F*ck You, Book Bans! Amazing Queer Books to Read This Pride Month

Fun Home by Alison Bechdel 

Kat Menefee 

Before I talk about Fun Home—the often-banned autobiographical graphic novel by Alison Bechdel—I first have to talk about The Kids Are Alright, the 2010 lesbian movie with Annette Bening and Julianne Moore. 2010 wasn’t that long ago, but back then queer women mostly weren’t in movies, and if they were, they mostly died. I didn’t know any queer women well in real life, and where I grew up lesbianism was generally either a joke or a pejorative. It felt impossible to reconcile the things I wanted—a family, a career—with a future in which I wasn’t straight.  

But then, in The Kids Are Alright, Bening and Moore were married. They had careers. They had kids. The movie ended, not with their deaths, but with their daughter leaving for college, both of them crying the way my mother had when she’d dropped me off two years before.   

It was a life I recognized, a life I wanted. I came out later that year. 

In Fun Home, Bechdel puts this kind of moment into beautiful images and words. She depicts how, at 5 years old, already fed up with having to wear dresses and barrettes, she was riveted by the sight of a butch lesbian working in a diner. The woman had a man’s haircut and wore a man’s shirt. The woman was everything Bechdel wanted to be—and would eventually become: 

“But like a traveler in a foreign country who runs into someone from home—someone they’ve never spoken to, but know by sight—I recognized her with a surge of joy.” 

This is what The Kids Are Alright was for me, what queer books and media are for millions of kids, and what is taken away when queer books are banned: opportunities for joyful recognition.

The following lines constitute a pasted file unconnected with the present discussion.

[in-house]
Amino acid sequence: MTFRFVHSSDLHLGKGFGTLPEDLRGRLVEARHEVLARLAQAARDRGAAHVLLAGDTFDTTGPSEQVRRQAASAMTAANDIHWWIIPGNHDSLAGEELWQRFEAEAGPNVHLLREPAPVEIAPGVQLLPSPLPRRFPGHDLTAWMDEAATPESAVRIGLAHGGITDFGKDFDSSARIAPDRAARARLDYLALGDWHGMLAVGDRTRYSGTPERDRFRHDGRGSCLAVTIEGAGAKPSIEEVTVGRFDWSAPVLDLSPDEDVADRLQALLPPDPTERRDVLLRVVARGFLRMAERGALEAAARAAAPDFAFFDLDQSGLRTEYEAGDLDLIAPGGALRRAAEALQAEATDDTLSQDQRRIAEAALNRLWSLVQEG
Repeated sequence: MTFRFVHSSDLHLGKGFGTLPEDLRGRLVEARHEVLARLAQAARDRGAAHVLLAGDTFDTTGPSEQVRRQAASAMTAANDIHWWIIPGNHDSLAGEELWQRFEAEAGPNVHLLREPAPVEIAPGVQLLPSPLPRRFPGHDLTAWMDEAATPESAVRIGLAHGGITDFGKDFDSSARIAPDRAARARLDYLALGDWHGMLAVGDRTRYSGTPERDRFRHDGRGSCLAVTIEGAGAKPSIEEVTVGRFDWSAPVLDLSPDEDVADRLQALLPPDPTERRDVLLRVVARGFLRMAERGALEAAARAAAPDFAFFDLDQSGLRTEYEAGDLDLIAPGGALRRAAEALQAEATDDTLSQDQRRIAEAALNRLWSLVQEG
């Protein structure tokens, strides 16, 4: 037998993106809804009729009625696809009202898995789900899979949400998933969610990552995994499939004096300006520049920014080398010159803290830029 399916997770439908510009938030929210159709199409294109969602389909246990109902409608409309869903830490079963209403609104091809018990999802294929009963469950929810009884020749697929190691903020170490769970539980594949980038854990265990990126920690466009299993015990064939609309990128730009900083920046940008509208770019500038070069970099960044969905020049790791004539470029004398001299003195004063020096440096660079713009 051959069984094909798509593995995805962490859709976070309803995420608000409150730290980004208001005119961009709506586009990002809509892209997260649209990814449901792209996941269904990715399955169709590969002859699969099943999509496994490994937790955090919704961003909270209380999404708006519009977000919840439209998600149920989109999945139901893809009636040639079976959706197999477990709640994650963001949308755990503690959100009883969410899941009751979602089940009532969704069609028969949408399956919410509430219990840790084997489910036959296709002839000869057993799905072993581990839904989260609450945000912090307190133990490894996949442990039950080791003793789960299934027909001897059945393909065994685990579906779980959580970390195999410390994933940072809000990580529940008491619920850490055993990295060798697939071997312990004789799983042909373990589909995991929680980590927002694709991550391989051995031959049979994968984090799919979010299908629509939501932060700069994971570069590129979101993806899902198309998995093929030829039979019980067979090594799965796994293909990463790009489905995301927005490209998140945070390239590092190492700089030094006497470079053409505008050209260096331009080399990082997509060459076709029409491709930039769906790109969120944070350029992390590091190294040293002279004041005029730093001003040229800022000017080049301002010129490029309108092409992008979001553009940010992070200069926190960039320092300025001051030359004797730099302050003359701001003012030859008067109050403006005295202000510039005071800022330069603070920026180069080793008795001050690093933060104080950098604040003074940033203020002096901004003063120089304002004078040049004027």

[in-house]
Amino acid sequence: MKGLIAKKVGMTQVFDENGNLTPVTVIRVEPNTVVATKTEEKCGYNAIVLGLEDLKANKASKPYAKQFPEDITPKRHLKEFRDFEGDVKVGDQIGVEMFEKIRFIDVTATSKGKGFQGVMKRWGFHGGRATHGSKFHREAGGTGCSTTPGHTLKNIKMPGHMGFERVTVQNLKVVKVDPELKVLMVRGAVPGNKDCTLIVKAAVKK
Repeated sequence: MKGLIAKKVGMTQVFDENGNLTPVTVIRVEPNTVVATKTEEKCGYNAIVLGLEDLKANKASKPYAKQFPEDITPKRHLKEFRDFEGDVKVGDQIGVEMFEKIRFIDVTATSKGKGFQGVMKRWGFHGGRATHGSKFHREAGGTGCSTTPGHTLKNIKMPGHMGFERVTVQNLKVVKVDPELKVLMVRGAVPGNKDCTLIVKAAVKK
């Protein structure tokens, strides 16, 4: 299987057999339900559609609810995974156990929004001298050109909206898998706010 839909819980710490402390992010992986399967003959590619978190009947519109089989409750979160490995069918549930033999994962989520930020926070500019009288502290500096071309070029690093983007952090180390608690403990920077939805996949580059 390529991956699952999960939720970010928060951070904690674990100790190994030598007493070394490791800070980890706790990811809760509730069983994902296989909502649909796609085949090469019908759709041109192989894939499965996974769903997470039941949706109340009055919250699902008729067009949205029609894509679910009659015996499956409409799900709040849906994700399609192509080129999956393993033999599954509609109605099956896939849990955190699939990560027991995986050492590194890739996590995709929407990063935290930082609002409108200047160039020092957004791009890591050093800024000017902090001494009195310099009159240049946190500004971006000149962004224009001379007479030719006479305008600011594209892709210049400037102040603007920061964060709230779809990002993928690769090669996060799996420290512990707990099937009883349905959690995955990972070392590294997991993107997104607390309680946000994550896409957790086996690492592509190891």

Heartstopper by Alice Oseman 

Caitlin Panarella 

Some of my favorite queer books are the Heartstopper series by Alice Oseman. I adore these books for so many reasons: They’re colorful, joyful, and unapologetically queer. The graphic novel series—which has been turned into an incredible show on Netflix—is one of the most wholesome and well-rounded representations of queer teens I’ve ever seen. The cast of characters includes Nick, a popular boy who’s figuring out his sexuality; Elle, a Black trans girl who may have a crush on her best friend; Charlie, a shy boy who’s crushing on Nick; Tao, their “token straight friend”; and Tara and Darcy, two girls who are starting to be open about their relationship at school. 

The books also tackle some heavy topics, such as bullying and mental illness. But the heart of the stories is the friendship and love these characters have for each other. The books have so many teachable moments for teens (and everyone, honestly) about how to support your friends even if you don’t understand what they’re experiencing.  

These books unfortunately have been the target of recent censorship and book bans in Florida. But their message of queer friendship is one that will always have value. Even more, the books show that despite living in a world with homophobia and transphobia, so much can change if kids have support from their families, friends, communities, and schools. School is the place a child should be able to come to explore their identity safely—not have it stigmatized.

Black Girl, Call Home: Poems by Jasmine Mans 

Gemma Simoes Decarvalho 

Don’t read this book if you’ve ever loved someone. (Take note of the past tense). 

Read this book if you’re looking for a poetic excuse to text your ex. (On a Sunday morning that you used to spend in bed, in no rush, next to them). 

Actually, no matter if your heart is broken or newly renovated, you have to read this book.  

Yes, I’m being demanding. Because this is a beautiful collection about race, feminism, and queer identity. Because, as poet Jericho Brown put it, when you hold this book, “You are carrying in your hands a Black woman’s heart.”

That’s why I love this book—for its heart. For the devastating importance Mans gives to queer love and queer loss, which are too often ignored or diminished.  

I love Mans’ depictions of heartbreak:  

“Because a broken heart 

feels like poisoned butterflies 

taking their last flutters 

right in the pit of your stomach.” 

But even more so, how Mans shows that—even when broken and despite your best efforts—love refuses to end:  

“I will love you 

even after 

you change your mind 

about me.”